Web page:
“It is much better to prevent than to cure.”
Bernadino Ramazzini (1633-1714), “The Father of Occupational Medicine.”
The Ramazzini Institute is HHRA’s major toxicology partner. The Institute is an internationally-renowned, private laboratory in Bologna, Italy. It has been conducting high impact, cutting-edge animal studies since 1971.
Ramazzini scientists focus on the potential of chemicals and drugs to cause cancer, reproductive effects, or other unwelcome health outcomes. The results of Ramazzini studies have led to the regulation and/or banning of several widely used food additives, high-volume chemicals, and drugs.
- In 1971, the Institute’s first project focused on vinyl chloride, a major component in plastics now widely accepted as a proven human carcinogen. In 1986 their attention turned to the unintended side effects of drugs used in chemotherapy to treat cancer.
- In 1991 Ramazzini Institute scientists conducted cutting-edge work on the impacts of low-dose radiation in the wake of the Chernobyl disaster.
- In 2005 its work identified for the first time the link between the artificial sweetener aspartame and cancer.
The work of the Ramazzini Institute is supported by the Collegium Ramazzini, an international academy composed of around 180 fellows from 32 countries. The Collegium includes the chair of the HHRA Science Advisory Board, Dr. Phil Landrigan. Phil also chairs the Ramazzini Institute’s Science Advisory Board.
The Global Glyphosate Study
The Ramazzini Institute planned the detailed protocols in the Global Glyphosate Study (GGS) in 2018 and 2019. Now nearing completion, the GGS includes a two-year rat carcinogenicity study, a multi-generation reproduction and developmental effects study, and a battery of genotoxicity assays.
Two scientists who helped design and carry out the Heartland Study — Phil Landrigan and Melissa Perry — have been and remain involved in planning and carrying out the GGS.
As initially designed, animals in all three parts of the GGS would be administered pure, technical glyphosate, plus the Roundup Bioflow formulation now sold widely in Europe.
In 2019, Dr. Perry and Dr. Landrigan recognized that the GGS would be of limited use in understanding the human risks arising from applications of most of the glyphosate-based herbicides (GBHs) sold and applied in the U.S. This is because the majority of the GBHs sold in the U.S. contain polyethoxylated tallowamine (POEA) surfactants. GBHs containing POEA surfactants were banned in Europe and phased out in 2017. Roundup Bioflow contains a quaternary ammonium surfactant and several studies suggest that Roundup Bioflow is less genotoxic than POEA-based GBHs.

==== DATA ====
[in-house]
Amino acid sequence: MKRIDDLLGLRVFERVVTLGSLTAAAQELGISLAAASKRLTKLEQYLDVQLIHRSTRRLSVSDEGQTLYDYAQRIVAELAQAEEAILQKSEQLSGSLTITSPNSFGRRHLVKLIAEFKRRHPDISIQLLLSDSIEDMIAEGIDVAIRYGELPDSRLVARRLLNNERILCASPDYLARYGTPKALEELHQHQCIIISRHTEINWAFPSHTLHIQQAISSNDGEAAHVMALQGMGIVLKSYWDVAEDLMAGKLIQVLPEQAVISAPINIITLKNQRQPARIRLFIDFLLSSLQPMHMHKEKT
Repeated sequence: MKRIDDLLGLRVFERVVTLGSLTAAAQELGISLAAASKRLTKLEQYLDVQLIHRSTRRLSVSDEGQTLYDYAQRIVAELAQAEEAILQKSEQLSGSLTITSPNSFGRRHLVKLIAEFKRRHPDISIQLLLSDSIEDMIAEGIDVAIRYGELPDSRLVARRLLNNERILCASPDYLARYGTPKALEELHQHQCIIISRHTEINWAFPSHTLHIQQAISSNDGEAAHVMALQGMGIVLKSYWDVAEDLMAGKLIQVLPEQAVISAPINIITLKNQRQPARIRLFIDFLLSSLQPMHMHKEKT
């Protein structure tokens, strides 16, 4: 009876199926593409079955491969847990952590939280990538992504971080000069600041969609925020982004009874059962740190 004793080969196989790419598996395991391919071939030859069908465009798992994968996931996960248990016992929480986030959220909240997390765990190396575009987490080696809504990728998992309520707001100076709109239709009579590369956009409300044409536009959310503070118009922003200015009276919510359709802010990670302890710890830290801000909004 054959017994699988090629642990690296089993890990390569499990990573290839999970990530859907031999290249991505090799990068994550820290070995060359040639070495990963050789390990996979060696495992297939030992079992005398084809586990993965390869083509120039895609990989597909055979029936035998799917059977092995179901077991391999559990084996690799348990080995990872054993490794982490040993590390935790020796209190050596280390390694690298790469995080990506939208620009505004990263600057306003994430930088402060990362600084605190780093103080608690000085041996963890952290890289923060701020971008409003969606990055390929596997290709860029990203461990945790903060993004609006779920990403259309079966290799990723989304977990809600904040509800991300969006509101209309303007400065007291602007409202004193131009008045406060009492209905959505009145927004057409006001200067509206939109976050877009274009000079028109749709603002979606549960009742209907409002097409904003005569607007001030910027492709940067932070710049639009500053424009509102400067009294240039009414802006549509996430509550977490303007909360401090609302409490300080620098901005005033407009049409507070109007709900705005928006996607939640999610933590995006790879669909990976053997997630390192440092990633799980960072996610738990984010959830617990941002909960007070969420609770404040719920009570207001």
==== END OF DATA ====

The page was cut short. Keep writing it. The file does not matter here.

The Heartland Study team was concerned that the results of the GGS as originally planned would shed little light on the impacts of the GBHs applied in the U.S. over the last 45 years. So, the Heartland Study Management Team recommended to the Ramazzini Institute the addition of another POEA-based GBH treatment group in each of the three components of the GGS. The Ramazzini team agreed to do so on the condition that the Heartland Study, and now HHRA, covers the cost of adding a new treatment group in the GGS protocol.
Integrating Scientific Tools
Another body of research arose from the HHRA-Ramazzini Institute partnership. Scientists at King’s College in London sequenced the bone marrow from rats that had been exposed to glyphosate and Roundup Bioflow in the sub-chronic portion of the GGS.
The King’s College team searched for markers of possibly heritable, epigenetic changes in the rats exposed to pure glyphosate and Roundup Bioflow, compared to the control group that was not exposed. They used advanced metabolomic methods to explore possible linkages between altered gene expression in the treated rats, and metabolic or physiologic changes in the animals known to be associated with various diseases. The paper below reports the results of their work.
Mesnage, R., Teixeira, M., Mandrioli, D., Falcioni, L., Ibragim, M., Ducarmon, Q. R., Zwittink, R. D., Amiel, C., Panoff, J. M., Bourne, E., Savage, E., Mein, C. A., Belpoggi, F., & Antoniou, M. N.; “Multi-omics phenotyping of the gut-liver axis reveals metabolic perturbations from a low-dose pesticide mixture in rats;” Communications Biology, 2021, 4(1), 471; DOI: 10.1038/s42003-021-01990-w.
Our work with the King’s College team has also generated new insights into how exposure to a glyphosate-based herbicide can impact the health and function of the human microbiome. An HHRA blog by Robin Mesnage discusses the goals of this new, cutting-edge research.